Listening to the protests

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“There may be times when we are powerless to prevent injustice, but there must never be a time when we fail to protest.” Elie Wiesel

Across America, teachers are protesting the Common Core, PARCC, and the onslaught of standardized testing that has been sucking educational hours from our schools, while channeling curricula into smaller and smaller boxes. People outside education are sometimes persuaded to ignore these protests when bureaucrats throw the magic words “data” and “comparison” into the equation. We need to be able to compare our students, we are told, and raise the scores of those who are disadvantaged. That score argument can sound persuasive on the surface.

If we look closely, though, flaws in the standardized testing rationale stand out almost immediately. For one thing, many districts are now spending more than two weeks testing students to get those comparisons. That’s an irrational amount of testing, especially when we consider that testing hours directly replace instructional hours. Much of that testing is duplicative, documenting academic performance issues that have been repeatedly documented in the past. For another thing, ample evidence now exists that struggling school districts are eliminating classes that don’t directly contribute to test score improvements. Our strongest districts continue to offer pottery and studio art classes, while our weakest eliminate woodworking, cooking and even music classes. The kids who most need an anchor to keep them in school often receive the least interesting classes, as the push for higher scores drives out fun classes in favor of extra math and English instruction.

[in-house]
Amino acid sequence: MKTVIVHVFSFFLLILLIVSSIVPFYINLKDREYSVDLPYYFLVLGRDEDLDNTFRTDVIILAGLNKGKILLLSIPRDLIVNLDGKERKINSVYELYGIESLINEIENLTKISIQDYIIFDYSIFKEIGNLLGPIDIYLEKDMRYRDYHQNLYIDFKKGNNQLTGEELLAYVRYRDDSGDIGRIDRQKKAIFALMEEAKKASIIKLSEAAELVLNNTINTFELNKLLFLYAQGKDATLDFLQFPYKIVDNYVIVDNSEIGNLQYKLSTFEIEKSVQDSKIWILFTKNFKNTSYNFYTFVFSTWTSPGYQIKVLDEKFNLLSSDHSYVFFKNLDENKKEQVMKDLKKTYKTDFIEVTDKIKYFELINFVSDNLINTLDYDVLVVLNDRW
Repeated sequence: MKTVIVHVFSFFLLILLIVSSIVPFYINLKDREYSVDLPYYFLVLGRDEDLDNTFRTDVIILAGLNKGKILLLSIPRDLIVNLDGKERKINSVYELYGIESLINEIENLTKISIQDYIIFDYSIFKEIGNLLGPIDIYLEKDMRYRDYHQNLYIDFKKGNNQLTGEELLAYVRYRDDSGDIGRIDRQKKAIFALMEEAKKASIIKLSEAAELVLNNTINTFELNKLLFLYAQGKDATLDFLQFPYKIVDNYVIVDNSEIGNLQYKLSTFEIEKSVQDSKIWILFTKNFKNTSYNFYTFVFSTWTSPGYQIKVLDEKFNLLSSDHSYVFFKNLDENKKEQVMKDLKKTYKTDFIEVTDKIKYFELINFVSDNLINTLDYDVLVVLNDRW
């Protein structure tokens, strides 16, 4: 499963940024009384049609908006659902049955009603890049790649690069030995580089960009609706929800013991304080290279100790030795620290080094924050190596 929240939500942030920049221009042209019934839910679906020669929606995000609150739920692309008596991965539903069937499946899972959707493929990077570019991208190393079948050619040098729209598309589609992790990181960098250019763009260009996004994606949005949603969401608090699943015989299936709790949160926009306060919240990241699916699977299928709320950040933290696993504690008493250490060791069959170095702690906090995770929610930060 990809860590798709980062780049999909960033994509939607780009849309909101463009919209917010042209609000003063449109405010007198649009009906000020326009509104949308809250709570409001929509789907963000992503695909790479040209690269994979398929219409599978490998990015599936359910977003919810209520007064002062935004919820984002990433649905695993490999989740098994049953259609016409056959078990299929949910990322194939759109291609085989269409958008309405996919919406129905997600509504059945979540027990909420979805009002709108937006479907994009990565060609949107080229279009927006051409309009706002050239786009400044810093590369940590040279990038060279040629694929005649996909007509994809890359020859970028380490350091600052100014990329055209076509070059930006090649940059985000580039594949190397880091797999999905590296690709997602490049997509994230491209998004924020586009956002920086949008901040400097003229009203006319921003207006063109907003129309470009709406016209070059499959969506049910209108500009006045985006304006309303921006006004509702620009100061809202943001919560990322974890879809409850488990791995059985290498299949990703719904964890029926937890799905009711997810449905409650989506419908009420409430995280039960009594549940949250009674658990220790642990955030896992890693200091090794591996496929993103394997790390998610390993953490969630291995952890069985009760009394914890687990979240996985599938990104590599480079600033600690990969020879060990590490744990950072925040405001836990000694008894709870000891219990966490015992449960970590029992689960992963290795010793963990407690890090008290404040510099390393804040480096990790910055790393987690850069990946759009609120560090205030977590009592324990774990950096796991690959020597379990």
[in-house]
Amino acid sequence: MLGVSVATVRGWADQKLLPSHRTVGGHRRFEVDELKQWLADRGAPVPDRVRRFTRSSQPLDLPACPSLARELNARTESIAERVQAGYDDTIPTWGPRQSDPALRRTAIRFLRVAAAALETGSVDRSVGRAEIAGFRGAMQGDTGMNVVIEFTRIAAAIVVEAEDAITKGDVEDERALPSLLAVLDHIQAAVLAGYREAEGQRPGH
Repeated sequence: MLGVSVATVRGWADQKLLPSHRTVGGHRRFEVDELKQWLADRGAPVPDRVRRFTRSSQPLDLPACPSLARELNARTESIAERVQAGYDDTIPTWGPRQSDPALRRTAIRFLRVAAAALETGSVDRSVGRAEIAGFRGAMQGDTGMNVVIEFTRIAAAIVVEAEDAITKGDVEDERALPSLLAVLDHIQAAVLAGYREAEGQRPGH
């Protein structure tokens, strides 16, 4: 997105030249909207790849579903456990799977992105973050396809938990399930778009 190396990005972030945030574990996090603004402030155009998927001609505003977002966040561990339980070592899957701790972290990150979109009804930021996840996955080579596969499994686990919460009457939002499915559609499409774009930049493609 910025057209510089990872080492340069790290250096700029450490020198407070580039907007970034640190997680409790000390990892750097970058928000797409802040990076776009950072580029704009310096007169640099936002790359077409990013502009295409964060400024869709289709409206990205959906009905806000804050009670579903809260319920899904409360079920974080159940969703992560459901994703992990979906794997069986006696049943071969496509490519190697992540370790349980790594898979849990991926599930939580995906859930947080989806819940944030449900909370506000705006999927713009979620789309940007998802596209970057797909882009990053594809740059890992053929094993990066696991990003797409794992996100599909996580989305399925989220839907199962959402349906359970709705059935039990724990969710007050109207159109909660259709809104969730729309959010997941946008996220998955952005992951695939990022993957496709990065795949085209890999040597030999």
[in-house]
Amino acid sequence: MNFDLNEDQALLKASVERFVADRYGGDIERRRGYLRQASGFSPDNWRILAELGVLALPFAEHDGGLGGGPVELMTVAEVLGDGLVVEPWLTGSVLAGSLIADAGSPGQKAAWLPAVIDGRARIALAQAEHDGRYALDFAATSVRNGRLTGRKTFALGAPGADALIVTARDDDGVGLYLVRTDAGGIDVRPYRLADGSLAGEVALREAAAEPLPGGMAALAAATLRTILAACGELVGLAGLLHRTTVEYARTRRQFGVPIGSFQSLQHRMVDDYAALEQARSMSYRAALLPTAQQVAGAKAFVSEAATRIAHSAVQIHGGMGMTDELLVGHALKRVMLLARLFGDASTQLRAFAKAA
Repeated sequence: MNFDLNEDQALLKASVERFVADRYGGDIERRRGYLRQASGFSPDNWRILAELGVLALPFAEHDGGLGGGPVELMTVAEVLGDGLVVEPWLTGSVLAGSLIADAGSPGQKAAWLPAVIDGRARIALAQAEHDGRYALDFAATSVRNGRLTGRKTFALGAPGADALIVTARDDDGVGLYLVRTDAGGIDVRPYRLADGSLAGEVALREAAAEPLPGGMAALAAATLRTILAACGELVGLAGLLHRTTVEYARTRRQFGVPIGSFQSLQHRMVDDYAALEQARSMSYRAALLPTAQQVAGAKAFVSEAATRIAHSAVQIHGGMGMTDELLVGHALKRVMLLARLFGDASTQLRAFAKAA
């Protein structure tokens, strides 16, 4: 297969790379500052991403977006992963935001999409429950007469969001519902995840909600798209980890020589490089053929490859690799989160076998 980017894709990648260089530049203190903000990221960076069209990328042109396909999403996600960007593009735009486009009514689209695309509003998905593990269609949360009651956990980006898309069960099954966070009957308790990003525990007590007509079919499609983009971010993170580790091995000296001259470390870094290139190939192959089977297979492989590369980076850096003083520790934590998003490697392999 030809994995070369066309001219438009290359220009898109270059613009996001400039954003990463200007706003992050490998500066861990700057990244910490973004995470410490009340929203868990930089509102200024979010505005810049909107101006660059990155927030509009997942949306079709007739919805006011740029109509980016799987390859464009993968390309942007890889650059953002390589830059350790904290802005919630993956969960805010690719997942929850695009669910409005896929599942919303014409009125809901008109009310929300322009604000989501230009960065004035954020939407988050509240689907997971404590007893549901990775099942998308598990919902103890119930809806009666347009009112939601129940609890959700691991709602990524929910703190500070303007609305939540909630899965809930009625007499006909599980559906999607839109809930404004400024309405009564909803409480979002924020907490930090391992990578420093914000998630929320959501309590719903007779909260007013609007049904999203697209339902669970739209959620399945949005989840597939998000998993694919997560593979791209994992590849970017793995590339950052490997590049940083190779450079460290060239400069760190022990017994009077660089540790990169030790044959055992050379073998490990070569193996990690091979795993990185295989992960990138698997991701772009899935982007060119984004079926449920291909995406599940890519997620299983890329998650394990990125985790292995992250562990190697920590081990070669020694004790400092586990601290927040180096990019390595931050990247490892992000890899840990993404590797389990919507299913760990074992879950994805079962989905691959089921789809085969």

Eduhonesty: PLEASE, LISTEN to our teachers. We have been teaching test strategies for years now when we ought to have been fostering learning. Evaluations make this more necessary by the year. The problem is not data; we need data. The problem is that the data train seems to have run off the rails, and it’s falling down into an abyss of numbers that people often have no time to evaluate, while taking some very good kids down with it.